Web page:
It’s fitting, then, that Cornell University’s “guidelines for inclusive seasonal displays” would order students not to put up any decorations with the slightest hint of religious significance – leaving them to have fun with snowflakes.
Flagged by the Foundation for Individual Rights in Education, the “Fire Safety Guidelines For Holiday Displays” – last revised Nov. 19 by Cornell Fire Marshall Ron Flynn – veer off their stated purpose by the end of the first page:
According to the Cornell United Religious Works, there are more than 25 religious organizations represented at Cornell. … In an effort to create an inclusive environment, the University Assembly approved the following Guidelines for the Display of Religious Symbols below.
You can “privately display” religious symbols in your work or living areas, but not in “areas that would give the impression” that the university sponsors it – say, hanging out your window.
The school then bizarrely contradicts itself, telling the community they can either celebrate no religion or every religion, with decorations
“Focusing on the winter season rather than a particular holiday”
“Displaying symbols that visually represent holidays of several religions in combination with secular decorations of the season.”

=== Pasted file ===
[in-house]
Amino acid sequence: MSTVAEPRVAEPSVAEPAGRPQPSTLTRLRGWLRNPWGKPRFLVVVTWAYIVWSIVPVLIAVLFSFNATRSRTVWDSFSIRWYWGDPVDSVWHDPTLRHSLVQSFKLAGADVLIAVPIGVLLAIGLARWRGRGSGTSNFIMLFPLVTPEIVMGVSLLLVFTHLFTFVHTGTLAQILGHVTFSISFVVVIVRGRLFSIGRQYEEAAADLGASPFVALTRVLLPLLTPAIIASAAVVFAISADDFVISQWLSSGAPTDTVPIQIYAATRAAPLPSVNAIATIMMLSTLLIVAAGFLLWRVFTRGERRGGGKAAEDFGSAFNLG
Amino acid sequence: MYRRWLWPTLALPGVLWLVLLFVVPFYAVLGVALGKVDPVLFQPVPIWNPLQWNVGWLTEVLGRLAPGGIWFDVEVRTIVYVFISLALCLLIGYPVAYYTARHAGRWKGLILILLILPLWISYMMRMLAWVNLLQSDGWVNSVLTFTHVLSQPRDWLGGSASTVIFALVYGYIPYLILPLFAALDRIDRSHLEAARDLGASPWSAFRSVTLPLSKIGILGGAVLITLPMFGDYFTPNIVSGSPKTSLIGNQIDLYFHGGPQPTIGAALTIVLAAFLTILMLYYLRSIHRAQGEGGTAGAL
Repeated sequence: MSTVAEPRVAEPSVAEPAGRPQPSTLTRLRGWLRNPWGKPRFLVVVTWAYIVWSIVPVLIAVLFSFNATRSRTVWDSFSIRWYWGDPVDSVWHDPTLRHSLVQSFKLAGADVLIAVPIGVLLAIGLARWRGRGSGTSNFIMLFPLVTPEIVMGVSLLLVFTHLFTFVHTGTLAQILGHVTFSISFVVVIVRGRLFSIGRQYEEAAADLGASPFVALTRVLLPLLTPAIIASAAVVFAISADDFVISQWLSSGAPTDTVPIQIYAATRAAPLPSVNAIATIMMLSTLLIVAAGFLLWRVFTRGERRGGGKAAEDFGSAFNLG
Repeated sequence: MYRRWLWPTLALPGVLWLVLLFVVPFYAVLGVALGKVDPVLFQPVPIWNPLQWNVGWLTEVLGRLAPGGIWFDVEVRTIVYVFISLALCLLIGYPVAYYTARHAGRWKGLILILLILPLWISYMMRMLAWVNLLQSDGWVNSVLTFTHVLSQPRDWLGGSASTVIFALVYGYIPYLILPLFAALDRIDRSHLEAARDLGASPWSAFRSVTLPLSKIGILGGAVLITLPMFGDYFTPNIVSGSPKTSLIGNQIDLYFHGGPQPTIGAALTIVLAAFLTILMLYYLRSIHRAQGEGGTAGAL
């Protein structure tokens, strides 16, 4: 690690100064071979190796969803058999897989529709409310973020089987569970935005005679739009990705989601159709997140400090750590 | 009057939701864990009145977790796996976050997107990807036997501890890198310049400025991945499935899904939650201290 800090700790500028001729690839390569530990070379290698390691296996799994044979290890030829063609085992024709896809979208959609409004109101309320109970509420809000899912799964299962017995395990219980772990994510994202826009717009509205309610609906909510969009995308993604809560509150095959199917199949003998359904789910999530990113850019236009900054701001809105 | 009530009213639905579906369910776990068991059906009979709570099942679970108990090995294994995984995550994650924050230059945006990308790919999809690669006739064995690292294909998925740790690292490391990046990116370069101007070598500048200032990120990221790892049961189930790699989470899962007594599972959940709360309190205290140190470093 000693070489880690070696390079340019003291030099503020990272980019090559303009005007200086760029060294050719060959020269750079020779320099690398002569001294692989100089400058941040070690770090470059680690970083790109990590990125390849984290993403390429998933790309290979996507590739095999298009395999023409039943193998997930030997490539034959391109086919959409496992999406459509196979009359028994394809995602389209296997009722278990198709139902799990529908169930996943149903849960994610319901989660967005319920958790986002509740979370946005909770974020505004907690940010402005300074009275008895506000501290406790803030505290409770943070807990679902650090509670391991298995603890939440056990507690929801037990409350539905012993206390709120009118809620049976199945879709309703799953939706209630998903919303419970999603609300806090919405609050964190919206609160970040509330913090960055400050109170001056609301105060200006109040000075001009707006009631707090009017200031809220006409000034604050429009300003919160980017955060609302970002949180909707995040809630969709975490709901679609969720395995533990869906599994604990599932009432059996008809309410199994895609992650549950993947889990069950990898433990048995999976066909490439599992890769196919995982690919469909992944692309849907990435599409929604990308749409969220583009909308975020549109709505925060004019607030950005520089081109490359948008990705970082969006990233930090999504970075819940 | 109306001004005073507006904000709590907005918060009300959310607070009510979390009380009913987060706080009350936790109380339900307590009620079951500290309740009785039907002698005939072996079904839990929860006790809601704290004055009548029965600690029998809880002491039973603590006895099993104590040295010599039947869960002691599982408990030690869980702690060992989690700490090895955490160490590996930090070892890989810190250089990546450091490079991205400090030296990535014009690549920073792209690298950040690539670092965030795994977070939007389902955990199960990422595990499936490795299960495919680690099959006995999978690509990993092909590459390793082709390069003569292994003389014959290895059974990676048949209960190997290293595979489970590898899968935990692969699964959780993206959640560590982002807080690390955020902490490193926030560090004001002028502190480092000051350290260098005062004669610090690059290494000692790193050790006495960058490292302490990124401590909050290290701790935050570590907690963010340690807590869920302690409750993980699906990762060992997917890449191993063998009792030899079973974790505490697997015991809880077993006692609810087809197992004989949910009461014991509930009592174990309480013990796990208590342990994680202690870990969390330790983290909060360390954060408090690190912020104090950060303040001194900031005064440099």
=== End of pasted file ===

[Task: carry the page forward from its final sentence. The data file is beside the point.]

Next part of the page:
Then finally, the Snowflake Rule. These are the only decorations that are approved without qualification:
“Trees (in accordance with Fire Safety Guidelines) decorated with snowflakes and other non-religious symbols”
You should have a “dialogue” with your neighbors if you want to have trees “decorated with bows, garlands and lights,” “wreaths with bows,” holly (we’re not kidding) or – get this – snowflakes combined with Santa Claus and a dreidel.
The list officially bans nativity scenes, menorahs, angels, crosses, Star of David and – we’re at a loss here – mistletoe and “stars at the top of trees.”
FIRE’s Catherine Sevcenko writes:
Why should a tree decorated with snowflakes be acceptably “inclusive,” yet a tree with bows, garlands, or lights require dialogue—and what is that conversation supposed to entail? But more mystifying is the premise that in order to be inclusive, Cornell’s administration wants to exclude a random list of primarily Christian and Jewish symbols. …
Discouraging students from sharing their traditions with their peers prevents learning and undermines Cornell’s claim that it aims to promote cultural awareness and cross-cultural understanding. … Would Hindu students be limited in their decorative options during Diwali? Or is the Indian festival of lights OK, whereas the Jewish one is not?